True, it is no surprise that taste of home would pick a solid buttermilk pancake recipe, and I must say, I didn't know I could really enjoy a buttermilk pancake. I did, and aside from the fact that the recipe required 4 cups of buttermilk and our carton contained only slightly over 3 cups (I substituted the last 3/4 c with regular milk), I had no trouble at all making these tasty breakfast treats. The surprise wasn't with the recipe, the surprise was in the ingredients. You see, I didn't make all-purpose flour buttermilk pancakes.

I made these babies with white whole wheat flour.

What is white whole wheat flour, you ask? Why, it is a flour made from white whole wheat, an albino form of wheat with no bran coloration and a very mellow taste. It is whole grain wheat in a flour without the hassle of trying to stuff dry, gritty, "funny colored" bread down a loved-one's throat. I love whole wheat. I love the grittiness. I love how it has a taste. I love it's density, but my white-flour-loving spouse and child disagree on this point. When I make things with flour that the whole family is supposed to eat, I have to make it as a compromised mix of whole wheat and white flour. It has some taste and some whole grain without the full bite of a just whole wheat outcome. And that, my friends, is exactly what white whole wheat flour tastes like. Except it is entirely whole grain. It's the whole package. It's too good to be true, and yet, I have buttermilk pancakes sitting right on a plate that confirm it is, in fact, true.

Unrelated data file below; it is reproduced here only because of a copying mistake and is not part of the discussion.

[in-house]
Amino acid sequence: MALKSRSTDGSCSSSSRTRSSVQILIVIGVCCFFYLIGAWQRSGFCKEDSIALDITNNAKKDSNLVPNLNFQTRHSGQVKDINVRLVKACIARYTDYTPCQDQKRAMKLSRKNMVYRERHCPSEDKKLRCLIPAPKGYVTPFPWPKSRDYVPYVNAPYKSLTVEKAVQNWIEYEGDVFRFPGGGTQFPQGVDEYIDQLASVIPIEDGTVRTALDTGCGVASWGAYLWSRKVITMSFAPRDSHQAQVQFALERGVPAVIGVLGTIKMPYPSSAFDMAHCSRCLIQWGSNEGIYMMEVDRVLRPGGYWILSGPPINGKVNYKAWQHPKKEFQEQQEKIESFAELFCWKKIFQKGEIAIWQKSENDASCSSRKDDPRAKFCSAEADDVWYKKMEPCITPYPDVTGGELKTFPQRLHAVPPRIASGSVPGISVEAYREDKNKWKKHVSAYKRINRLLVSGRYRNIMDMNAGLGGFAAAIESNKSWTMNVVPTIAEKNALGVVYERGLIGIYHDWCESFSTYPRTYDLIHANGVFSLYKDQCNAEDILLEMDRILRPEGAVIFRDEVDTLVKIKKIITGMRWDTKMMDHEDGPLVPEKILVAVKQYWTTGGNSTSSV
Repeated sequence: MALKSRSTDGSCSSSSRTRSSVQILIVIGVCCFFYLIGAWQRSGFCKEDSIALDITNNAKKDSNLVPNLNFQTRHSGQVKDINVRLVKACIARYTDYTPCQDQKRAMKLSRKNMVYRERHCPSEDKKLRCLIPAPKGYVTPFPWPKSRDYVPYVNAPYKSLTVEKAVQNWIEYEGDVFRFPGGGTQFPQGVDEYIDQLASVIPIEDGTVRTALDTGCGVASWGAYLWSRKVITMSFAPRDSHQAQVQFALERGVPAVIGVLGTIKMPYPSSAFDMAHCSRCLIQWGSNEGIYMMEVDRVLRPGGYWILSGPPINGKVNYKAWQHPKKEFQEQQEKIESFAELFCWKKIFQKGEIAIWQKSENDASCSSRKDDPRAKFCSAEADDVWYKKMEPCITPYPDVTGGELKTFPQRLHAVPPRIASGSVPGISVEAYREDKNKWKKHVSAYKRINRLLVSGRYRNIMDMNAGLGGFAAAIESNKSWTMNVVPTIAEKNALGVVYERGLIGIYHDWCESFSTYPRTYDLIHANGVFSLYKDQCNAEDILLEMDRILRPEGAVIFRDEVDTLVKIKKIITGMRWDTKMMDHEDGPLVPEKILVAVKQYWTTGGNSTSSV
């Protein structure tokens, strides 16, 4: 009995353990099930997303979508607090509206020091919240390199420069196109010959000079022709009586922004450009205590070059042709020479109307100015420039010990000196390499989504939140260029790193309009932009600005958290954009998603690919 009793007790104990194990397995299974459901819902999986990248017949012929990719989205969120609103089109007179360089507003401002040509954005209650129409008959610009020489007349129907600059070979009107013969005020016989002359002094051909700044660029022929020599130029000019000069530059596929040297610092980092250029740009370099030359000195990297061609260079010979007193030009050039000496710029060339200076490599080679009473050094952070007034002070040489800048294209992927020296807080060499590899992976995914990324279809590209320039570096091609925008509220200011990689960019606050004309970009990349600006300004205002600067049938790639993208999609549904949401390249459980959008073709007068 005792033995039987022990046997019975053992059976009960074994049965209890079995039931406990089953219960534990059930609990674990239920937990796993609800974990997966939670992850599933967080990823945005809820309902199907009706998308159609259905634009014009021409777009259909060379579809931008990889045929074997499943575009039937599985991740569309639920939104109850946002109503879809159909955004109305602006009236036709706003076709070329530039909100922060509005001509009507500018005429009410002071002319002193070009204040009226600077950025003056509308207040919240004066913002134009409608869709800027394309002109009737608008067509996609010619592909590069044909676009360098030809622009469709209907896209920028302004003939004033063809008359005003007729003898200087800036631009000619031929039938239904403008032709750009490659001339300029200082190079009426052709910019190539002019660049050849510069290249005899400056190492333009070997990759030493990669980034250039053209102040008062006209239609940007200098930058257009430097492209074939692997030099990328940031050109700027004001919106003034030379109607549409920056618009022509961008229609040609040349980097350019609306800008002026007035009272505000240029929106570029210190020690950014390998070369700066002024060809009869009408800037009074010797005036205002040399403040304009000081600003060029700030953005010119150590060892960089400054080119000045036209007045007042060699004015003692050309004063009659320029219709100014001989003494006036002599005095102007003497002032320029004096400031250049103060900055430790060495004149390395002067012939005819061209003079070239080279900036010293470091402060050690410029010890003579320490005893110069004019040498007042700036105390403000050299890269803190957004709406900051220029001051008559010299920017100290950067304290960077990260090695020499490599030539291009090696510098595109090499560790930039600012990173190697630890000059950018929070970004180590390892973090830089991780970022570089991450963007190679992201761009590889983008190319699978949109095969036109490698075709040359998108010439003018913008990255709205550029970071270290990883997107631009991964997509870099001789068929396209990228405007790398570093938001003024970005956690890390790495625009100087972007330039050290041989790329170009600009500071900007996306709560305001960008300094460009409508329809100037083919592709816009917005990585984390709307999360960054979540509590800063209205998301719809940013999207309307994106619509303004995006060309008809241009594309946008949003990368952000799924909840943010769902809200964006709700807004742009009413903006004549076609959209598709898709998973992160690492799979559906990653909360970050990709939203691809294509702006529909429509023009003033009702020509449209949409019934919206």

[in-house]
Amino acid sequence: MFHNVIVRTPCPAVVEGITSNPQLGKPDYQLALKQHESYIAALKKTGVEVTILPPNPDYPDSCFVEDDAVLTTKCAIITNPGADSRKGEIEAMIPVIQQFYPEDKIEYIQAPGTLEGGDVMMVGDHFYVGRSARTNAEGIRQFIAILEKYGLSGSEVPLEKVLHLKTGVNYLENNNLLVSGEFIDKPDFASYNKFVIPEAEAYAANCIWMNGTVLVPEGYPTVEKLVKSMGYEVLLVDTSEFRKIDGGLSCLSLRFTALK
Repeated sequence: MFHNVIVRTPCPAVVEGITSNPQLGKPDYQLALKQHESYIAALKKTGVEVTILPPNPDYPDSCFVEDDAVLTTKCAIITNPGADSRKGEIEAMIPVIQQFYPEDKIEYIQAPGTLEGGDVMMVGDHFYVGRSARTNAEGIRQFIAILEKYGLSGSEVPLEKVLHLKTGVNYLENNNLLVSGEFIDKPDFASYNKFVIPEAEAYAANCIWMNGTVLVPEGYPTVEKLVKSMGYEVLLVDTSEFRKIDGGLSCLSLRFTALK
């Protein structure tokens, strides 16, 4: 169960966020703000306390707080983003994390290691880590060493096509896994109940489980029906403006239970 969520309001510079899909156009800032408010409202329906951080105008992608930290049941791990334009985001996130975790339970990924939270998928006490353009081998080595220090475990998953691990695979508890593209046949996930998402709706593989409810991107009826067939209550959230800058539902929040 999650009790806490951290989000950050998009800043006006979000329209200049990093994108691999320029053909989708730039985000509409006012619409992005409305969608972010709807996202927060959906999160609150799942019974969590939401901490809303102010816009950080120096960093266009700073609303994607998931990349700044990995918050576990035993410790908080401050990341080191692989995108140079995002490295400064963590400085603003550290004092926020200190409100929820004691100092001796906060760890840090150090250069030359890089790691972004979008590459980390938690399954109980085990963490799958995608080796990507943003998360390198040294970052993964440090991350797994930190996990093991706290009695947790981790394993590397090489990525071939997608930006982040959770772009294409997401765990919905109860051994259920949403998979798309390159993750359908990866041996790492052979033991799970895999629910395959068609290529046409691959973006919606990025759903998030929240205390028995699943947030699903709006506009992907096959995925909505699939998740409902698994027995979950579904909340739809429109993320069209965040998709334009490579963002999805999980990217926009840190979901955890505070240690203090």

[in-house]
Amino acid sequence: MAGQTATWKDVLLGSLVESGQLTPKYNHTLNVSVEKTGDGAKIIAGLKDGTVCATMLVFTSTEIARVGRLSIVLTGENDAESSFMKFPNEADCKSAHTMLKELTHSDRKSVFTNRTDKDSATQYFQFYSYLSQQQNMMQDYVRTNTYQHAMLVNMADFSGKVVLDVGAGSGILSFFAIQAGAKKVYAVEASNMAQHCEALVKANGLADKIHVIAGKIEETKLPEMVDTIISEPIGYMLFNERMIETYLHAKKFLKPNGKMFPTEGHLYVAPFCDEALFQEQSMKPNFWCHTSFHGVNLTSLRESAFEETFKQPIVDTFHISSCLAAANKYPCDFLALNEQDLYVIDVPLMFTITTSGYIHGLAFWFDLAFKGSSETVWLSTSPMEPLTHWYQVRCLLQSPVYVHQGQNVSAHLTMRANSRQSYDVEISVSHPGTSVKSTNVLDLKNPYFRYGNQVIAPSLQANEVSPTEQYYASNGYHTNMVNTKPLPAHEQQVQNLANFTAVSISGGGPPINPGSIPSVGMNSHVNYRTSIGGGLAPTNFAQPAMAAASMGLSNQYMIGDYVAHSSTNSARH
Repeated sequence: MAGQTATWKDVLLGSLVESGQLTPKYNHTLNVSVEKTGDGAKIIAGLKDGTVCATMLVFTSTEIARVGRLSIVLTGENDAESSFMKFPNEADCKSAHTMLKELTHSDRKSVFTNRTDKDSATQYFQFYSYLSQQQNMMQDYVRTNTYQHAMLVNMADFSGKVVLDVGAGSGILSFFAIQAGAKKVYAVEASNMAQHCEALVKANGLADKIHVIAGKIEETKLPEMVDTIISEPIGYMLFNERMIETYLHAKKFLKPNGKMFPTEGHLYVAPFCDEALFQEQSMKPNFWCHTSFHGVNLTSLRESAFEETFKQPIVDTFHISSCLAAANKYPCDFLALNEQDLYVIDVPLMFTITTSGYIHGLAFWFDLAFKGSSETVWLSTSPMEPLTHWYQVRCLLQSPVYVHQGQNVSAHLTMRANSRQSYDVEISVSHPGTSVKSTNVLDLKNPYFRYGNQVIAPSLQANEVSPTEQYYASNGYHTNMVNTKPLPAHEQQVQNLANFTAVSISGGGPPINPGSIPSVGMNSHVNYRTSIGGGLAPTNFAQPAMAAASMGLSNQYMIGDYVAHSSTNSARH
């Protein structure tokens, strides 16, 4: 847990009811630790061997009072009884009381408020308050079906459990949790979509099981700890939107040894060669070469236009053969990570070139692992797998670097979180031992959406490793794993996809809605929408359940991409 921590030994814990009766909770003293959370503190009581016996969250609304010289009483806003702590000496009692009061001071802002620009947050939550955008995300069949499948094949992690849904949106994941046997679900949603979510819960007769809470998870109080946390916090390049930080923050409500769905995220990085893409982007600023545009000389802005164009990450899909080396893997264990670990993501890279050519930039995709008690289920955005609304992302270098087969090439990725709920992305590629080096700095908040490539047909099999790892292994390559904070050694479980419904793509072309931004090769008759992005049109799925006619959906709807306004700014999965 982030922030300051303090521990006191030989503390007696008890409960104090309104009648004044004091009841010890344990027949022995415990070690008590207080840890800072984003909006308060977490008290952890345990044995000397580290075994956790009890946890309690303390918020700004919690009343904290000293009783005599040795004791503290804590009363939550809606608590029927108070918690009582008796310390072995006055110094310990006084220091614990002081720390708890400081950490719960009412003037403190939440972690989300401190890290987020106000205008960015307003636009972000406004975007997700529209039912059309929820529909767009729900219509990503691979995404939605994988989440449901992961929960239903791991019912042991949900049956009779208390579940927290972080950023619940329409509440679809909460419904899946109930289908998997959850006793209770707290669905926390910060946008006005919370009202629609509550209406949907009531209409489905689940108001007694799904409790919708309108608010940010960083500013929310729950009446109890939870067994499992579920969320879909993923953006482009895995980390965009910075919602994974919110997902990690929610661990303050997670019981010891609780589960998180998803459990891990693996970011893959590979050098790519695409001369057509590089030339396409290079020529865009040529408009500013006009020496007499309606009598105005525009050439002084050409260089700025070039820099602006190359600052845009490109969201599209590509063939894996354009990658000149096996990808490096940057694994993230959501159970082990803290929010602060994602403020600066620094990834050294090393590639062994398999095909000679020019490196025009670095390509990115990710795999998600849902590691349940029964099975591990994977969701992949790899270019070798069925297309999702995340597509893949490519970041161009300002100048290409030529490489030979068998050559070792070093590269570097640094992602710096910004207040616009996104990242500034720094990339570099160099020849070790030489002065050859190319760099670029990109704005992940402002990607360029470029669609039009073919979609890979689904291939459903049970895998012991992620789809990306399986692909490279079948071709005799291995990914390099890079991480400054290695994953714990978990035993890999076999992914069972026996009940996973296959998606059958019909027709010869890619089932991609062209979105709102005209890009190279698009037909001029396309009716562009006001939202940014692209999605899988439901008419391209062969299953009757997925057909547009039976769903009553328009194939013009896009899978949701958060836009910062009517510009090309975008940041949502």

(Pictured here with a more dessert-ish strawberry jam and confectioner's sugar topping)

Sometimes you really can have it all. These pancakes were rich and delicious and flavorful but not whole wheat flavorful, and they were 100% grade A certified whole grain. The kid loved them, as did the adults.

Add a side of eggs with ribbons of kale and this is a full meal that hits all the nutritional bases, whole grain, protein, fruit (hey jam counts), and veggies. Not to shabby for a last minute breakfast.

Wednesday, August 17, 2011

A LOT of mushrooms

There was a sale on organic baby bellas. We're talking buy 10 for $10 and get one free, so I did what any logical mushroom lover would do. I threw many many cartons into the cart. Of course, the problem, when we got home, became: what in the name of Zeus are we going to  do with all these mushrooms?

I read somewhere that mushrooms keep better in a paper bag in the refrigerator. Thus, I found an old paper bag and began filling it. Somewhere between six and eight cartons later, this is what I had:

Looking at this mass of fungus, I had an idea. I could stuff these babies. Oh, yes. I could stuff them good.

Stuffed Mushrooms

What you need:
1/2 c bread crumbs
1/2 c mozarella
2 minced garlic cloves
2 T parsley
1 T mint
salt and pepper
2 T olive oil
28 mini mushrooms

1. De-stem all 28 of your mushrooms.